Tag Archives: Sophie Hahn
City zoning board members approved a 77-unit mixed-use housing development near downtown Berkeley late last week, expressing excitement about a “unique” design set to include more than a dozen working rooftop farm plots and a novel approach to parking.
“Garden Village,” at 2201 Dwight Way at Fulton Street, brings with it a number of innovative features, from its composition — it’s made up of 18 distinct but connected “volumes,” or towers, that range in height from 3 to 5 stories and are connected by open-air walkways; its more than 12,000 square feet of rooftop farming plots; and its small garage, which offers just enough space for a fleet of shared vehicles that will be rentable by tenants.
Without the car-sharing idea, the project would have required room for 71 vehicles. Instead, Berkeley-based developer Nautilus Group decided it would purchase a fleet of four to 10 automobiles and contract with a car-sharing operator called Getaround to run the “car-share pod” operation. (The city required Nautilus to pay for a parking demand study to bolster the justification for that approach.)
Zoning board Commissioner Shoshana O’Keefe described the concept as potentially “genius,” adding that the notion of projects that fold effective car-sharing programs into their plans “might be the magic solution” to the hairy issue of meeting parking demand efficiently in a densely-populated community. … Continue reading »
A proposal for a new University Avenue mixed-use development, set to include 58 units, sailed through Berkeley zoning board review Thursday night, winning acclaim from commissioners for what they said was its beautiful design and sensitivity to the surrounding neighborhood.
The 45- to 55-foot-tall building will feature 1,175 square feet of office or retail space, and 60 parking spaces. Two structures currently on site — which have housed a construction company, a veterinary clinic (circa 1973) and, later, medical research labs — will be demolished to make way for the project, which is named “The Aquatic” and was designed by Berkeley-based Trachtenberg Architects. (See the project staff report here.)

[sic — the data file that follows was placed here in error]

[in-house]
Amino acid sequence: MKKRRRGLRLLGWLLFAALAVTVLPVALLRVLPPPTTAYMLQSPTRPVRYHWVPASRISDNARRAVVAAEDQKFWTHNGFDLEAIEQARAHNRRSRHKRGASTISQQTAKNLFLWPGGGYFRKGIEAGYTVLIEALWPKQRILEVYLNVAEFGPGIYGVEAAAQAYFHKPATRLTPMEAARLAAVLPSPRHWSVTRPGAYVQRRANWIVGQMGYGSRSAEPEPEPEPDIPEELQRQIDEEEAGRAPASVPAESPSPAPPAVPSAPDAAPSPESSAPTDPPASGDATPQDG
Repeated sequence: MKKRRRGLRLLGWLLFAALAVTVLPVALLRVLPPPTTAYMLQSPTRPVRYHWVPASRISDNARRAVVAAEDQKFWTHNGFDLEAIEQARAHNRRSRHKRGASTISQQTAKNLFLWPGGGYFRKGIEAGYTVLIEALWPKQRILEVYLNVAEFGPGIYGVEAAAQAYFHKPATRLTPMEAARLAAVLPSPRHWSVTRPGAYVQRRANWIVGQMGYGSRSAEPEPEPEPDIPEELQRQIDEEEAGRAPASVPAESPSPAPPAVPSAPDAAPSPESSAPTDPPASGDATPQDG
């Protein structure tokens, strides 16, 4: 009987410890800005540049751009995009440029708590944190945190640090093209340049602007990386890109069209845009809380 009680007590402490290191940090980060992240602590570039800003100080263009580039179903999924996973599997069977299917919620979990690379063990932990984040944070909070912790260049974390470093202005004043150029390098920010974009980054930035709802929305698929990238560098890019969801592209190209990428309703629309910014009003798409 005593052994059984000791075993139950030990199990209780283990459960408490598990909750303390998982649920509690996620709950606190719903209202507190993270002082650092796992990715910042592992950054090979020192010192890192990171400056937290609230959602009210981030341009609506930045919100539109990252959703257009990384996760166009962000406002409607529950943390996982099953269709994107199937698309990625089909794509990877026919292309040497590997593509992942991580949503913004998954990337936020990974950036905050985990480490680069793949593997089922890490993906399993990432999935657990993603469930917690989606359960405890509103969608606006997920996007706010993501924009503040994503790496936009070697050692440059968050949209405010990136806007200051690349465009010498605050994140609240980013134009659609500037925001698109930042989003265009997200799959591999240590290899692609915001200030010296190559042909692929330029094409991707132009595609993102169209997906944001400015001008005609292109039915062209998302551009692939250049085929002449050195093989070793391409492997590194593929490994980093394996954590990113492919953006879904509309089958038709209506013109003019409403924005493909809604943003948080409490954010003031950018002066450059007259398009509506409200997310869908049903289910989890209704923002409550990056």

The building project site, at 800 University Ave. on the south side of the street, straddles two different zoning designations; as a result, the north side of the property will reach five stories, and the southern portion will rise to just four. Parking will be provided in both a ground-floor garage and an open lot behind the building. Four units in the development will be available to very-low income residents, and the project will put $240,000 into the city’s Housing Trust Fund. … Continue reading »
Berkeley zoning board members voted Thursday night to ask developers to reduce the size of a proposed micro-unit project on Shattuck Avenue by either taking units off the upper stories or removing the top story altogether.
The lengthy Zoning Adjustments Board meeting was the panel’s first chance to vote on the project. Throughout the night, the board seemed poised to approve the project as proposed, deny the project altogether or ask for significant changes before moving forward.